For decades, community financial institutions have been defined by their products and services. Whether it was free checking accounts or attractive loans, credit unions had their core offerings and could differentiate based on fees, niche products, and the “personal touch” of community banking. After all, the competition was typically “the bank down the street.”
Today’s digital world has upended the definition of traditional products and services. Your offerings are no longer merely the account or loan. The digital platform(s) that your members will use to access your products and services are now front-and-center. These are bolstered by features, speed, and personalization.
According to a survey by Gartner, 69 percent of boards of directors had accelerated their digital business initiatives as a result of the Covid-19 pandemic, with most also expecting budgetary increases for technology. Of course, this should be viewed through the lens that strategy looks different for each organization, but at the core there are some distinct stages when it comes to replacing legacy technology and integrating new digital products.
Stage 1: Meet current consumer expectations
Consumer expectations continue to rise, and they demand a seamless, intuitive banking experience. From online banking to mobile, effortless, feature-rich products have become table stakes. And at a time when loyalty to a particular financial institution continues to decrease, anything less will give the average consumer a reason to jump ship for the nearest Wells Fargo or neobank.
After all, mobile and online banking is where consumers spend the majority of their time. A study found that 99% of Gen Z and 98% of Millennials use mobile banking apps for everything from checking balances to reviewing their credit scores.
Yet community credit unions are often held back by their existing technology infrastructure, which may preclude digital products such as online account opening. Without digital support from the core vendor or other technology partners, your paths to achieving digital transformation are limited.
However, credit unions can no longer put off these technology imperatives. It’s a requirement to stay relevant and competitive in today’s environment which starts with the user experience. If you can’t draw in new and retain existing members, your credit union won’t be able to grow — which will limit the other technological advancements needed.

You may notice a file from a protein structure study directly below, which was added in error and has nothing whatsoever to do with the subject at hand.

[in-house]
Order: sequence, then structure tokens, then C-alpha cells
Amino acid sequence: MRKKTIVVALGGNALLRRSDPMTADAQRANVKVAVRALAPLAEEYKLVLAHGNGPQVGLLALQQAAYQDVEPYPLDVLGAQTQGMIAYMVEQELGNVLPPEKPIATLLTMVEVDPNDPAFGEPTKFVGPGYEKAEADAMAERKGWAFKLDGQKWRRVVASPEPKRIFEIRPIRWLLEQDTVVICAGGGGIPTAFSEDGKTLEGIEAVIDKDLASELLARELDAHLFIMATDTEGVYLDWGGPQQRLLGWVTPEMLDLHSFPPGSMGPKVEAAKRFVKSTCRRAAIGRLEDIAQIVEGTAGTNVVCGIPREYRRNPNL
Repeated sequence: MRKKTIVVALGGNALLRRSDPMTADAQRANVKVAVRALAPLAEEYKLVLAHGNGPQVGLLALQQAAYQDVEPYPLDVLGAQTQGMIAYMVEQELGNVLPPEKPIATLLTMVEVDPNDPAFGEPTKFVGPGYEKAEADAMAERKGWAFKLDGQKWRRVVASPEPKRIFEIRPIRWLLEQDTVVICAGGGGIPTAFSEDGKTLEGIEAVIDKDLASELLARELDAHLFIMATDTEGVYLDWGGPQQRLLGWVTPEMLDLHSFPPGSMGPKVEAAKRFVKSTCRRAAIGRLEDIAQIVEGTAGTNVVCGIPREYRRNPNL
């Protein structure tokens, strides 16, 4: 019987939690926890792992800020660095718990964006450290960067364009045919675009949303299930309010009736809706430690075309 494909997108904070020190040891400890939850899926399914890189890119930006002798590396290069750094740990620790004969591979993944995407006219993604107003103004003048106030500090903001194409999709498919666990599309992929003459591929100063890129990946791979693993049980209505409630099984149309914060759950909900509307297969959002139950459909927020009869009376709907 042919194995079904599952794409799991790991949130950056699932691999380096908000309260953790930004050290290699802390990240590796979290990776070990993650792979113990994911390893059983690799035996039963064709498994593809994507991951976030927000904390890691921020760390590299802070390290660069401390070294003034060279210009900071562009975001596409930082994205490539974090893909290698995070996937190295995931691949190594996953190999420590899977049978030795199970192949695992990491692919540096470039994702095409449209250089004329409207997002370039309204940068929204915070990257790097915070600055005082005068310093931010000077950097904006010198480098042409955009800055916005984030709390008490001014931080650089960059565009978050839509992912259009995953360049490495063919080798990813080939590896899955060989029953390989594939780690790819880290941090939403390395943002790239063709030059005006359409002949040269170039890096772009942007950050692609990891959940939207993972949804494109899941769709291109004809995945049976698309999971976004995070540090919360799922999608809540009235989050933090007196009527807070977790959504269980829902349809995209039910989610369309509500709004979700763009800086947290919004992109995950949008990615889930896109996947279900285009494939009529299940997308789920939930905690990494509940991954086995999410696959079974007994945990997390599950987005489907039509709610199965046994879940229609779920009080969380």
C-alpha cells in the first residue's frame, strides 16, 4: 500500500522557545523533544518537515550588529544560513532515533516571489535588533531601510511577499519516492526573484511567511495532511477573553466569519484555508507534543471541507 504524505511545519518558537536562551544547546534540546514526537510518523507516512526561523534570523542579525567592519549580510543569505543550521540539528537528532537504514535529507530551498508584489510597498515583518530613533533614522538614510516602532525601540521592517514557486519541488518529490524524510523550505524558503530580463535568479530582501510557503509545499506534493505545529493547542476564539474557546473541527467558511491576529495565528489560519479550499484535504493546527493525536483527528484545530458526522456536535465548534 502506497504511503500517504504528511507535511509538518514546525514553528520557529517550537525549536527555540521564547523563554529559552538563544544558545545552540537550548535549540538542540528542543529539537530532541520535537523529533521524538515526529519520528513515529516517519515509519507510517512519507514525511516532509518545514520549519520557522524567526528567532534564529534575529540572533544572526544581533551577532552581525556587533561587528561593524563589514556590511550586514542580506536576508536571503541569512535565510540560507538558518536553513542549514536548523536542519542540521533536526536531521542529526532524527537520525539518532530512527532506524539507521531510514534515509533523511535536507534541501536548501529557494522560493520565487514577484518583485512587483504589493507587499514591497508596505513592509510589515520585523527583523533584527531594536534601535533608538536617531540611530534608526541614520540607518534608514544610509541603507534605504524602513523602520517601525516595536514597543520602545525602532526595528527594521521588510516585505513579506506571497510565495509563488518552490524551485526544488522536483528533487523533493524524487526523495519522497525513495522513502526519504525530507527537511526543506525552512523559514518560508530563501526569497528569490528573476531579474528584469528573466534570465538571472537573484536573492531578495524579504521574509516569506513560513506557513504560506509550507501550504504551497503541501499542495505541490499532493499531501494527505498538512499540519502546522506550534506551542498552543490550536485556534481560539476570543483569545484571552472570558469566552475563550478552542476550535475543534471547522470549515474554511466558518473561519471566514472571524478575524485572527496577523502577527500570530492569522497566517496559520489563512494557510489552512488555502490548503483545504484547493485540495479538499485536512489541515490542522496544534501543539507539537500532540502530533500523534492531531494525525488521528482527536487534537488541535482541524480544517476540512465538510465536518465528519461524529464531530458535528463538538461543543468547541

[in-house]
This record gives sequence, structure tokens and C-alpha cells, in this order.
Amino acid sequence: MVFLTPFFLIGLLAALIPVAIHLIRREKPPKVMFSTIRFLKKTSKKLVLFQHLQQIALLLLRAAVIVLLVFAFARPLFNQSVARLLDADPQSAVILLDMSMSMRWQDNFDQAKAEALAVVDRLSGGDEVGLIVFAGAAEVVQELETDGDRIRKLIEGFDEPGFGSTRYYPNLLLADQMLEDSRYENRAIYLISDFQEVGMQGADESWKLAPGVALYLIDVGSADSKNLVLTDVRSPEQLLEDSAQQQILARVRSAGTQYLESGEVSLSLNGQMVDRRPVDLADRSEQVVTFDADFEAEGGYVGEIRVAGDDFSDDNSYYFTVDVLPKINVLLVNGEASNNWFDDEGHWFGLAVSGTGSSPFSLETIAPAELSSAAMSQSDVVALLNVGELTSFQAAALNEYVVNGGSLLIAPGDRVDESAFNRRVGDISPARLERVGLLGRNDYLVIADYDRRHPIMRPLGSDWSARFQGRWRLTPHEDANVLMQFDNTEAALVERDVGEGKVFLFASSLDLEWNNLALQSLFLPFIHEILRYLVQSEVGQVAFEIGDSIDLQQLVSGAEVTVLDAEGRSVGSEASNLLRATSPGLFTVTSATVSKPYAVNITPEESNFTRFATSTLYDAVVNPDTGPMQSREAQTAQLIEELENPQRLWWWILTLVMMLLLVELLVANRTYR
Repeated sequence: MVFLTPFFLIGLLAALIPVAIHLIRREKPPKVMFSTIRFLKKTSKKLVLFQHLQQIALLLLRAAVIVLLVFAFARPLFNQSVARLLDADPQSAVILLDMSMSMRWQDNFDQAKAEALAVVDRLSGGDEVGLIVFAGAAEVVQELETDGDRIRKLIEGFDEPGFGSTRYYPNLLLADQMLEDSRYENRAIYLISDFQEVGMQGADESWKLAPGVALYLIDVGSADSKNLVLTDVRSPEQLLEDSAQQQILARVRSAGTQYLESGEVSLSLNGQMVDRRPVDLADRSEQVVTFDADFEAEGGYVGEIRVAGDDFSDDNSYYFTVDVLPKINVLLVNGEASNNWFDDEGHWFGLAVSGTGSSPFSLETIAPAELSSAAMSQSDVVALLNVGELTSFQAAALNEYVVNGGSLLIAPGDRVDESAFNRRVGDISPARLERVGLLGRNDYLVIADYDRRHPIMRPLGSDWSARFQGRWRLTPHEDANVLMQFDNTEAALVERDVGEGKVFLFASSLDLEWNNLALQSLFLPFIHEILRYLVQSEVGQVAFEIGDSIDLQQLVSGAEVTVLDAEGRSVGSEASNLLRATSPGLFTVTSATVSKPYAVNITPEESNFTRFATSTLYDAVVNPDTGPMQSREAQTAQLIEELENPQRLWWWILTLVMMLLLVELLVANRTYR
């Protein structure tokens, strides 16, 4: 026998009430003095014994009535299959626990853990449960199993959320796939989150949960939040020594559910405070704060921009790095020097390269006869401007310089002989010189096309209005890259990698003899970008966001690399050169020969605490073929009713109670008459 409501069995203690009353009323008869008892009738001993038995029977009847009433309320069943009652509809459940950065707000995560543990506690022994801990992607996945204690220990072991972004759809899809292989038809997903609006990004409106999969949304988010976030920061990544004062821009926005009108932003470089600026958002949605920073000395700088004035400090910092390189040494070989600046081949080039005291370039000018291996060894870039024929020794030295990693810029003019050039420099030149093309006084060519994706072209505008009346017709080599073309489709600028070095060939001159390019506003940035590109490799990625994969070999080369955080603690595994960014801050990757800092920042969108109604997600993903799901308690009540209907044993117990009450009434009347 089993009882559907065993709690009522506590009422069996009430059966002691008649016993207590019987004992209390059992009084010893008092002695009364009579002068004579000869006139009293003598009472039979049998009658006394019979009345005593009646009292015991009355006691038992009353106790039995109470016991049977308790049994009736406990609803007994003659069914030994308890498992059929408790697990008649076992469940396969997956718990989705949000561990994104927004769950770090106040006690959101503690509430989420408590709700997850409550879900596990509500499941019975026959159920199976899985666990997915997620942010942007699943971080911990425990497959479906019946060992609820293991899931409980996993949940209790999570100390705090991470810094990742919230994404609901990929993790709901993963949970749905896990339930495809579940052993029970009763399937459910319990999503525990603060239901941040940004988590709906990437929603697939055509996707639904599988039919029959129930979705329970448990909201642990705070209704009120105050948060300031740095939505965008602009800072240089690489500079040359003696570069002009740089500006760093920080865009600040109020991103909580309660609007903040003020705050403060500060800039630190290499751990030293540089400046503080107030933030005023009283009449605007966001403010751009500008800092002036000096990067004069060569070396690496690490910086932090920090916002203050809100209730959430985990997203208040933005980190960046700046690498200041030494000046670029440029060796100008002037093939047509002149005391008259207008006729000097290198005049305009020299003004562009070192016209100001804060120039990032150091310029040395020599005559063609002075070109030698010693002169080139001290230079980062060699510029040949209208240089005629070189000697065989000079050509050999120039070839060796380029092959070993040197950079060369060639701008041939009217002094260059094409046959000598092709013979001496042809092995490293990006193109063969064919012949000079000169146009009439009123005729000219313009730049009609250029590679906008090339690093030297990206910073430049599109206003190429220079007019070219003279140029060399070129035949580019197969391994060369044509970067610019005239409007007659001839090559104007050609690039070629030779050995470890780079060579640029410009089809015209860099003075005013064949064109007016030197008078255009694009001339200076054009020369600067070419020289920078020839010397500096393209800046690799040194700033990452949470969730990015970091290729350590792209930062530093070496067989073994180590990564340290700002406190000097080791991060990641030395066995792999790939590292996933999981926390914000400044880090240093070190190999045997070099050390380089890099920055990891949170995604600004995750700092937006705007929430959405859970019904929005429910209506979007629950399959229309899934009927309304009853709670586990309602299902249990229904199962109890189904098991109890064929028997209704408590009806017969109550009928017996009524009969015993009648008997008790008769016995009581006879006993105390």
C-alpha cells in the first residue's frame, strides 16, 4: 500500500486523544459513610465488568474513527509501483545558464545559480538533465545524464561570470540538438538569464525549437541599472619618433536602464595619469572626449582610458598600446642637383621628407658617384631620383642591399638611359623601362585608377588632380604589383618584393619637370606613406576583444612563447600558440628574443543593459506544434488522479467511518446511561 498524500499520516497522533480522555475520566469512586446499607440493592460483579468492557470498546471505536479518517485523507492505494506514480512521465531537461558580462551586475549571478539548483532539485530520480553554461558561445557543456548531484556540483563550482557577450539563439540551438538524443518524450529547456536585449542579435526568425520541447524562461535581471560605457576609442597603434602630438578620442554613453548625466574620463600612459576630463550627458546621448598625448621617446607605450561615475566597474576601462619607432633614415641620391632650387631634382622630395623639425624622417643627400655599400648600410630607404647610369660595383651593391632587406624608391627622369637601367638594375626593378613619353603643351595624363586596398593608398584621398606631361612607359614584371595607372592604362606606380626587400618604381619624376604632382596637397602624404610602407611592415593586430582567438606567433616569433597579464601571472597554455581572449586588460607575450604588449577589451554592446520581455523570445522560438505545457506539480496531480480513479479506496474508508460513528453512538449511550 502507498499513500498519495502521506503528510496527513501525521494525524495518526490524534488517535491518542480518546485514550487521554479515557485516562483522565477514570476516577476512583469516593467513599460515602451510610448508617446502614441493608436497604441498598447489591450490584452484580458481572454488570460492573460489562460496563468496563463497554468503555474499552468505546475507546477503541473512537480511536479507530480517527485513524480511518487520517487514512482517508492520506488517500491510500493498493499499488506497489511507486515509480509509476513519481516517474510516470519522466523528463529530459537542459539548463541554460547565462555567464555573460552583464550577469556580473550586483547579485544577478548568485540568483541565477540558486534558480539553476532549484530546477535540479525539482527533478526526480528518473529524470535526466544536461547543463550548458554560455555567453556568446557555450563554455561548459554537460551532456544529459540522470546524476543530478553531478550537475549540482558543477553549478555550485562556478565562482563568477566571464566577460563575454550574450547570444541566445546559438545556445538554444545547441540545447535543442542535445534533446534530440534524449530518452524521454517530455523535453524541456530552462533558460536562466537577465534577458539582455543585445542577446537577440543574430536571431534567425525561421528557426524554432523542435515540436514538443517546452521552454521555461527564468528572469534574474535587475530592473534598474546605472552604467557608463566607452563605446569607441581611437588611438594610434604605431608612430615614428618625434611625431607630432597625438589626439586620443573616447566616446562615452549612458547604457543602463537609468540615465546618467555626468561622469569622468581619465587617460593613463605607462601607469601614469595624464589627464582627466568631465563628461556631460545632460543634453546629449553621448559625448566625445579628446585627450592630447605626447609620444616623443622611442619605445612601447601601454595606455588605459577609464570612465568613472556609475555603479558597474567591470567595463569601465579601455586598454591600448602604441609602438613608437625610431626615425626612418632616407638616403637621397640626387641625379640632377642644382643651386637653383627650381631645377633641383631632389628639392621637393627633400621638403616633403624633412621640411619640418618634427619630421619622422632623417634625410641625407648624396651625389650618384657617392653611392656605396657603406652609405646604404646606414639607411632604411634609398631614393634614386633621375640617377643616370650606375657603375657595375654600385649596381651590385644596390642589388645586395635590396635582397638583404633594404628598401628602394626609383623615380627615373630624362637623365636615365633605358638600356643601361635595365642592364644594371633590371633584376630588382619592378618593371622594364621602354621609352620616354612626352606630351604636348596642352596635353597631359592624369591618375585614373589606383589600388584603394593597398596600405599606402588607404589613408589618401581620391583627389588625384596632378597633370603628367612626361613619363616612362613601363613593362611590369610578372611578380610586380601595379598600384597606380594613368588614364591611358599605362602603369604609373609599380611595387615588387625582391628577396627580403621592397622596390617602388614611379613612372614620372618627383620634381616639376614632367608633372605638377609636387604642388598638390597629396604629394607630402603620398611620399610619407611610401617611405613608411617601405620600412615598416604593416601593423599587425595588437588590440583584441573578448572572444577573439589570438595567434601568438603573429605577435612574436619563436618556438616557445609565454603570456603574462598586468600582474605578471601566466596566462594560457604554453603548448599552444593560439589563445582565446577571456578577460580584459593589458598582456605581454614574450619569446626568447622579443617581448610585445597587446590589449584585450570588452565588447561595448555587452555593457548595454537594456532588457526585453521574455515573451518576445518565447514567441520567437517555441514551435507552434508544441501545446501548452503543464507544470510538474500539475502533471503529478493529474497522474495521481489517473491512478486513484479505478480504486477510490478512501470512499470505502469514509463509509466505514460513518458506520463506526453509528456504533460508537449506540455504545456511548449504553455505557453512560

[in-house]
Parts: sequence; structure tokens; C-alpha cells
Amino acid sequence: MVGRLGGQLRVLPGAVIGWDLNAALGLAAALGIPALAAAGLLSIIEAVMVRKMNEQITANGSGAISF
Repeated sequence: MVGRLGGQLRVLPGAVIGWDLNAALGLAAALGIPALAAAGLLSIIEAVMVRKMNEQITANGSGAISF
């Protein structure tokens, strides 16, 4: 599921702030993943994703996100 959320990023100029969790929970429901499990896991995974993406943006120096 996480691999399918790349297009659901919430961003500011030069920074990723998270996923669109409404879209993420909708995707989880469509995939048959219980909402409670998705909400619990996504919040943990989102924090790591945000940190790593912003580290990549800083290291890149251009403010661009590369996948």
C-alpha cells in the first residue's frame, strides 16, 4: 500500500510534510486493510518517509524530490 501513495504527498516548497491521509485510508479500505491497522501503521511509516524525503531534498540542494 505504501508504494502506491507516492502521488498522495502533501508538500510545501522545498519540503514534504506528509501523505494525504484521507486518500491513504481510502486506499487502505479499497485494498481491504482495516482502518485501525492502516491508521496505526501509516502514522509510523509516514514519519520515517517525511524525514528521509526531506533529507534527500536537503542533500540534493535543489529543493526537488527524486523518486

Stage 2: Improve automation and efficiency
Once you’ve built a foundation with your member experience, you can look at ways to improve operational efficiency through digital products. These products may be less member-facing, even though they end up benefitting your members. For example, automation will decrease the time to make a loan decision or reduce errors in data entry.
During this stage, each institution’s strategy will begin to vary widely, depending on their individual needs. It should begin by asking: Where are the bottlenecks? How will changes in this area benefit employees and members alike? How does this fit into the organization’s overall strategic vision?
Prioritizing needs in this stage can be challenging, as there are nearly limitless opportunities. In the beginning, your steps in this stage may be little more than “improve speed in loan underwriting.” Once you begin addressing this need, you should form an internal committee that can speak to the specific requirements a digital vendor can bring to the table and then look at the value-add from any products you consider.
Stage 3: Incorporate advanced analytics, AI, and personalization
The final stage should elevate your digital experience, relying on robust data-driven capabilities. You’re relying on products you’ve implemented in the prior stages and turning them into a competitive advantage by providing more targeted and personalized interactions with your members.
Analytics and reporting show you how your members are using your mobile app or other digital products, informing decisions you make about additional products or services. Today’s consumers expect increasingly personalized experiences, including offers that meet their specific needs. Geo-fencing lets your credit union provide location-specific offers to members. Data, combined with AI, can help you target the right message at the right time, whether it’s in-app, through a marketing campaign, or in a chatbot.
This last stage may not be part of every organization’s digital transformation strategy. Even if you can’t see your credit union relying on data today, you should consider that it might become necessary in the future. Large banks and neobanks are already relying on this type of technology so they can deliver more, faster.
Thirty years ago, most couldn’t imagine the digital world we live in now. That’s why you should plan for the future and the future will include data. Throughout the stages of your digital transformation, you should keep this in mind — even if your institution isn’t ready for that type of product today. You want to lay the groundwork for your future members and employees.